THERE ARE MYRIAD reasons why losing secondary coach Keith Heyward is a body blow for Oregon State, but at the very top of the list is the immediate impact. Beyond that, the departure is more proof that the college football world is changing. The question now is if Oregon State will change with it.
First, the here and now. Heyward was the point man for several key recruits for the Beavers and a significant recruiting factor on all six DB verbals.
As Mike Riley said to the Oregonian, “the best way to say it is that there’s no ‘good’ timing.” – but with just weeks to go before Letter Of Intent Day, other than immediately before fall camp starts, there can’t be much worse.
As a coach, Heyward was still more or less learning on the job. He started as a graduate assistant, was promoted to cornerbacks coach when Nigel Burton took the defensive coordinator position at Nevada, and then received an expanded role just last season with the staff reorganization and Mark Banker moving from safeties to linebackers. On the surface, it doesn’t seem like a big loss in terms of x’s and o’s – but unfortunately, the truth goes deeper than that.
The truth is, Heyward was an outstanding coach for the Beavers. A former player once told me that Heyward was never the biggest, fastest or strongest guy. He wasn’t a natural corner like former Beaver great Dennis Weathersby – but he had an deeper understanding of leverage, position, technique, a sharp eye for detail – and the ability to impart all that to his players. He didn’t just help make his fellow corners better players, he continually taught the wide receivers how to improve their craft as well.
Beyond that, he was (and is) a highly valued commodity in college football today -- A bright, young, charismatic, hard-working African-American man with ties to the greater Los Angeles area. That makes him an ace recruiter on any staff -- and an incredibly important piece for Oregon State, and one that won’t be easy to replace.
Heyward’s expanded role last season, his growth as a coach and his success as a recruiter earned him a significant raise. It’s just a shame that Oregon State isn’t the program giving him that raise. It’s understandable that a young, ambitious coach would want to “spread his wings” and attack new challenges, but this move does hurt. It hurts because of the timing, it hurts because Oregon State has to a certain degree “invested” in Heyward’s development and it hurts because Heyward is a Beaver but left his alma mater for a rival Pac-12 program.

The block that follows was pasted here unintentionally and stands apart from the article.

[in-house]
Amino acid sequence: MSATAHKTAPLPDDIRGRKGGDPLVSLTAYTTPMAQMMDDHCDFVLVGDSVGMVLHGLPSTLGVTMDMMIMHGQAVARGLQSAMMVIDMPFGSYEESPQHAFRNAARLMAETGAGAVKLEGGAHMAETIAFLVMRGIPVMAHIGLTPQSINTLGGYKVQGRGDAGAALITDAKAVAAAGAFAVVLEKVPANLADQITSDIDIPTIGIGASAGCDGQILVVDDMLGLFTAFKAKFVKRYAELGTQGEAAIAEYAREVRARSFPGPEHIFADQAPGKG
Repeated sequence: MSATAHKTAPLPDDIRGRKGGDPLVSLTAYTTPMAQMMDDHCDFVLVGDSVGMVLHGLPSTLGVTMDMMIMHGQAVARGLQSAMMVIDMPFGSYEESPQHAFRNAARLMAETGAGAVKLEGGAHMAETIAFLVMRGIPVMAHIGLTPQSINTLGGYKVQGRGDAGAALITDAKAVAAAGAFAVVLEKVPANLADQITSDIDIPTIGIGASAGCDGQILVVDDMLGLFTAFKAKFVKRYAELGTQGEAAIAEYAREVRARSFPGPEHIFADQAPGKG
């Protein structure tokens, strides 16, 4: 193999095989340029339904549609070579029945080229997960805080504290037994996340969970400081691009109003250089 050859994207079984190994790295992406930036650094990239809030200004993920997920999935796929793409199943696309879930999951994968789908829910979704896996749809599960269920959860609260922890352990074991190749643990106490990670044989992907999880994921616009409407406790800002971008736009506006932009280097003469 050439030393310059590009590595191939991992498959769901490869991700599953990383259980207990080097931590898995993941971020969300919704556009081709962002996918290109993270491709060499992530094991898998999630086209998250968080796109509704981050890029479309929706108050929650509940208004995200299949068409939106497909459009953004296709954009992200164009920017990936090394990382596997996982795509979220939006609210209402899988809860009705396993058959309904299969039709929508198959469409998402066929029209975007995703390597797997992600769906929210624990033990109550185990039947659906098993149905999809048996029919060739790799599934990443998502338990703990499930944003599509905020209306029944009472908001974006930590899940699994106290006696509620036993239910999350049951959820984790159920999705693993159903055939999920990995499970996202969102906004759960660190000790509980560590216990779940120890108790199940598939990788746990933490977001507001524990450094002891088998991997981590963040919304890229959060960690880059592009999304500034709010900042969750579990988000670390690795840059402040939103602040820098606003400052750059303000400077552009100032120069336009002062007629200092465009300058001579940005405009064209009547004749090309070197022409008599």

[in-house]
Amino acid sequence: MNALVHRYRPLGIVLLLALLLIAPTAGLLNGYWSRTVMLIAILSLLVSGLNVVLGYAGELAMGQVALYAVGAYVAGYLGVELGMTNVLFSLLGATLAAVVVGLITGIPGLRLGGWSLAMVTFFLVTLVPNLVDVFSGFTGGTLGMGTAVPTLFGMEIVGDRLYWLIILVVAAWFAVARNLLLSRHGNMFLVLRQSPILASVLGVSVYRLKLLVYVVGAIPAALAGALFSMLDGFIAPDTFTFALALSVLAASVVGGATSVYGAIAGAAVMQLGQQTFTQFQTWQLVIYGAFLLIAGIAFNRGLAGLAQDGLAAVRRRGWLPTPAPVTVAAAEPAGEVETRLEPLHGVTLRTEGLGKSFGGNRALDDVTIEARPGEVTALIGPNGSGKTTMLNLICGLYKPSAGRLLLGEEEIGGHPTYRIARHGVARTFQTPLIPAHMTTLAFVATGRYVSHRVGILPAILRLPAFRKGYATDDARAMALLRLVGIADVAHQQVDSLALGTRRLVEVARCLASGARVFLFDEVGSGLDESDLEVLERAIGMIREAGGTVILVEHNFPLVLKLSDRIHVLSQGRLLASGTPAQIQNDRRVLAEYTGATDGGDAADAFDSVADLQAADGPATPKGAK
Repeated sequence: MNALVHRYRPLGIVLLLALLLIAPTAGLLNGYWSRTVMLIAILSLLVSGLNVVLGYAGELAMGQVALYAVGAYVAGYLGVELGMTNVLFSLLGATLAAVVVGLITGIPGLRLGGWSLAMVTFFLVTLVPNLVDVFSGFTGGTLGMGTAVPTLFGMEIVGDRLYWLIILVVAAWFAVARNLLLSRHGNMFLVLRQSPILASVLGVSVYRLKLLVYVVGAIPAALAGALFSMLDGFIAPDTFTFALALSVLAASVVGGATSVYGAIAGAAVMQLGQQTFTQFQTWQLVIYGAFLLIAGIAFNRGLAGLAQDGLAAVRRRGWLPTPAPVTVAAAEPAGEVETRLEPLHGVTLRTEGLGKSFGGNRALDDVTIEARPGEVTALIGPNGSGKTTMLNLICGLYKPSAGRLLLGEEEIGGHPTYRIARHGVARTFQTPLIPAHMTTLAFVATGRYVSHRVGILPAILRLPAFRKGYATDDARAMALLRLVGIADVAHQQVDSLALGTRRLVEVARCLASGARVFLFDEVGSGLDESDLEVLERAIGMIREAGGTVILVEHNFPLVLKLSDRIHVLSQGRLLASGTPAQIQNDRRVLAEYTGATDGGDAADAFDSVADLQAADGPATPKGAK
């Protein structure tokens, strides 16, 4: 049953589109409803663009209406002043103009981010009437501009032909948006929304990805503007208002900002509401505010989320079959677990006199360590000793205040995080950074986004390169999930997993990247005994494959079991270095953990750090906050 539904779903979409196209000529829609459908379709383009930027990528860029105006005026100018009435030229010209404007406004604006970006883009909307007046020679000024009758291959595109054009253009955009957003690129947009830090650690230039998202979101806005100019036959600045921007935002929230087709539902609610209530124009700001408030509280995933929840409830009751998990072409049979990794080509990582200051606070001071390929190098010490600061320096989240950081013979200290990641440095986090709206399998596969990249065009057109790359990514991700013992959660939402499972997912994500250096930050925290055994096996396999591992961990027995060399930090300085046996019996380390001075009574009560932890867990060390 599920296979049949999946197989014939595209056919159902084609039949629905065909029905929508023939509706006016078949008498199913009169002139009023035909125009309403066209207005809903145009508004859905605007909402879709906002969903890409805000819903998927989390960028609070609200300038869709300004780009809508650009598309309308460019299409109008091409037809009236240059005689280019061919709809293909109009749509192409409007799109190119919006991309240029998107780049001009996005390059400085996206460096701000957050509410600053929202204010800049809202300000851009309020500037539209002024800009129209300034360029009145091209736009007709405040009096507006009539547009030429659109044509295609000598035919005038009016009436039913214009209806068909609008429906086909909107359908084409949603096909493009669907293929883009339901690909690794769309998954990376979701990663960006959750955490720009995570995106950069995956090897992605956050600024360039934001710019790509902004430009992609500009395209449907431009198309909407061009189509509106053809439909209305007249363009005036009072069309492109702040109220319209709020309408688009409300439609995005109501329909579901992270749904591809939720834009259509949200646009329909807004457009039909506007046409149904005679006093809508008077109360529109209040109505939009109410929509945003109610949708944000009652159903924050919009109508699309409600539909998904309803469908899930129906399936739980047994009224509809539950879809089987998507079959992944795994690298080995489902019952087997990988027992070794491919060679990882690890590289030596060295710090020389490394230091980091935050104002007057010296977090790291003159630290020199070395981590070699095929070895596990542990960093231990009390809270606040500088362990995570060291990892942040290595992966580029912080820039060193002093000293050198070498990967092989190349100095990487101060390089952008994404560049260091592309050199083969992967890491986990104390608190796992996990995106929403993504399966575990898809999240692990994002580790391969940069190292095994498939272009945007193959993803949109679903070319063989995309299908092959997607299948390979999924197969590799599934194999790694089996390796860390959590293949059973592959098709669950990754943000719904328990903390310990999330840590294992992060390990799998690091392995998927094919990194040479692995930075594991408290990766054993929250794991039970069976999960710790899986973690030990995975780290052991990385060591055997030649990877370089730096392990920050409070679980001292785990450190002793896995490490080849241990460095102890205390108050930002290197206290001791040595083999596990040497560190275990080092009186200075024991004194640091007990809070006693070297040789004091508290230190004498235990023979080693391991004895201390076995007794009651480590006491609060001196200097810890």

Water under the bridge now, as Oregon State looks to fill the void. And enough about extolling Keith Heyward’s virtues – we should thank him for the time he spent in Corvallis and move on -- and use this as an opportunity to upgrade the staff in the face of a disappointing setback.
RILEY HAS STATED stated that he has names in mind – that he always has names in mind when considering additions to his coaching staff. But he’s also said he doesn’t plan a hire until sometime in February, after Signing Day.
There are a number of scenarios that can play out, from again re-organizing the staff to return Mark Banker to coach the secondary and hiring a new linebackers coach, moving former All-Conference Beaver DB Jay Locey over to coach the secondary. And there are young coaches with ties to the LA area with Oregon State connections out there who would undoubtedly leap at the opportunity to move up to the Pac 12 ranks, like former Beaver cornerback Aric Williams, who is currently coaching DB’s at Montana.
Here’s hoping that Coach Riley has something bigger in mind. . And a post on the BF.C message board got me thinking.
Actually, the post hit me like a bolt of lightening. This is why Oregon State is struggling at this point in the growth of the program. It’s commitment.
For some reason, Oregon State seems to be stuck in the “more for less” mode. It is happening with the coaches, where Heyward was near the bottom of the Pac 12 assistant coaching pay scale. It has happened with recruiting, where the Beavers have over the last several seasons chased more after “projects” that didn’t pan out and who were nowhere near Pac-12 ready. Guys who were tall and fast like Rory Ross, or had NFL bloodlines and little more like Timi Oshinowo, or the Pankeys, or the countless “ceremonial signees” out of the islands who were never heard from again after LOI Day like Anthony Siilata and many others.
The Beavers have prided themselves on their sense of family, and their blue collar, go to work attitude which is the very definition of doing more with less. But there’s a difference between maximizing resources and limiting your potential by trying to save a buck.
As the post said, Bill Moos does in fact get it, and proved it by abandoning the budget staff on hand to pursue Mike Leach, one of the hottest coaching commodities around. Steve Sarkisian gets it, too – by the way, he’s chasing after 29 year old Cal DL coach Tosh Lupoi, who has deep roots to the Cal area and played defensive line and Cal. It’s been said that it may take a million dollars to get Lupoi away from Cal, and yet Sarkisian is still calling.
It’s time for the Beavers to make a move. Or risk being left behind.